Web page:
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Episode #8: Interview with the Artist

 

1. What is your name and name of your company?

Jannine Saarinen – Jay9 Dance Projects

2. What is the exact location of where you are based?

Toronto, Ontario

3. Tell us in 25 characters who you are.

Jannine created Jay9 Dance Projects to choreograph/produce dance that is expressive and character-based. Her work has been presented in many shows and festivals around Toronto.

4. Who has been the greatest influence in your life and why?

In regards to my life in general my family has always been a great influence on me as their love and support have helped me become who I am.

In regards to artistic influences it would be difficult to name just one as I have a wide range of likes and interests, but I could probably say that one of my earliest influences was Bengt Jörgen. The majority of my training when I was young was at schools where we had demos, not recitals, and where there was a definite focus on technique. I loved performing but it wasn’t until after seeing Ballet Jörgen Canada’s Romeo & Juliet that the idea of dance being more than just the steps really clicked in me. I loved the patterns that the dancers were making onstage, as well as how expressive their features and movements were – it was like I suddenly saw a bigger picture.

5. What was the last book or film you read or saw?

I am an avid reader and I love to mix things up by reading a lot of different styles and genres. Last week I read The Tale of Despereaux by Kate DiCamillo which is a beautiful children’s novel, as well as The Sirens of Titan by Kurt Vonnegut who is one of my favourite authors.

6. Tell us a little about the work you are performing at dmic/fac.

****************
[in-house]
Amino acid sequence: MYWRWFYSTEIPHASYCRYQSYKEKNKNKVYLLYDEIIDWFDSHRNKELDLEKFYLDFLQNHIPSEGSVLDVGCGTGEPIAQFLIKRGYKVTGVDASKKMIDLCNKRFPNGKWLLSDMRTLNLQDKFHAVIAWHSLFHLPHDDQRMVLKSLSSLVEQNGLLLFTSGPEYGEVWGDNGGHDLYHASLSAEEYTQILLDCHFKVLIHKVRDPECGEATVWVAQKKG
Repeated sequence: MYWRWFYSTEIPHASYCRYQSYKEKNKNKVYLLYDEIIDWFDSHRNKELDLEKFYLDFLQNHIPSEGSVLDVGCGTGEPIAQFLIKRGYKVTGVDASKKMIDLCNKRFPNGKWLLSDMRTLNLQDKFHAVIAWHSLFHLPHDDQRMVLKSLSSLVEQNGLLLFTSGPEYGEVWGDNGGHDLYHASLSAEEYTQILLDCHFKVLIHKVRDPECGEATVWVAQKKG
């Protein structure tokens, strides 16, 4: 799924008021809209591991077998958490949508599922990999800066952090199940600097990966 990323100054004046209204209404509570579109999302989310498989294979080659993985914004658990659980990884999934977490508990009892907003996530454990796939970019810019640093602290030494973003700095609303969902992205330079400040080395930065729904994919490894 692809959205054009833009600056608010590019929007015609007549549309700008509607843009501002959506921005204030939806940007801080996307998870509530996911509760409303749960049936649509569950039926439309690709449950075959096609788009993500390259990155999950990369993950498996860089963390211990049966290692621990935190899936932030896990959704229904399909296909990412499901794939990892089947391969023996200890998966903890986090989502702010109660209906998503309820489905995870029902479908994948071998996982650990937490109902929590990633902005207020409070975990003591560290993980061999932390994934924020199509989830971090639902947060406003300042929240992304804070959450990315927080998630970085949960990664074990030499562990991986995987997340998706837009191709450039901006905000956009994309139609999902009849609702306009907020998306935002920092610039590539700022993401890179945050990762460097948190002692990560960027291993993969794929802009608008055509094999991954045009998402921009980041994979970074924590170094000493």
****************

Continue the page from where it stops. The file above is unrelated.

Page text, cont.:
An issue that I feel is common among many people is the feeling of being boxed in. These boxes can be the result of many things; including stereotypes/prejudice, societal/gender roles, the expectations of those around us, or even by our own expectations and desires. Often times when you are having trouble fitting into one of these boxes it feels as if you are the only one with this problem – as though everyone else can find the freedom to move except you. Box Step explores this idea by showing three dancers learn a piece of movement each within the confines of a small square laid out on the floor. Two of the three dancers seem to be able to function quite nicely within these limits while the third just cannot seem to get it together. I drew inspiration for some of the piece from footage of Arthur Murray teaching dance, as well as from the classic Disney cartoon where Goofy learns to dance. It does, however, still explore the more serious side of the issue – A person can end up feeling frustrated, isolated and depressed when they are consistently unable to fit in with those around them.

7. Is Toronto a good place to perform in?

I think that it can be difficult to bring in an audience in Toronto; however, I believe that this is the case in many places as the arts can sometimes be a hard thing to sell. I would also have to say that I have had many amazing experiences performing in Toronto over the past 8 years. The Junction Arts Festival, Nuit Blanche, and Dance Ontario Weekend are a few of the most memorable where I have felt very proud to be a dancer in Toronto.

8. What do you do without fail following a show? Before a show, to prepare?

After a show I am almost always starving, so I usually go out and get something to eat. This is because prior to a show my nerves are often running high and I don’t feel like eating much of a meal.

When I am one of the performers in a show I always go over the piece a million times in my head so that I don’t need to worry about what comes next when I’m onstage. When I’m just choreographing, as is the case for Box Step, I basically try to make sure that everything is ready to go, and that the dancers feel confident about the piece.

Catch Jannien Saarinen and Jay9 Dance Projects as a part of the Late- Night Series – What you See is What you Get at the Betty Oliphant Theatre, August 12th and 13th at 11 p.m. For tickets call 416. 504. 7429. or visit www.artsboxoffice.ca For more information click here!

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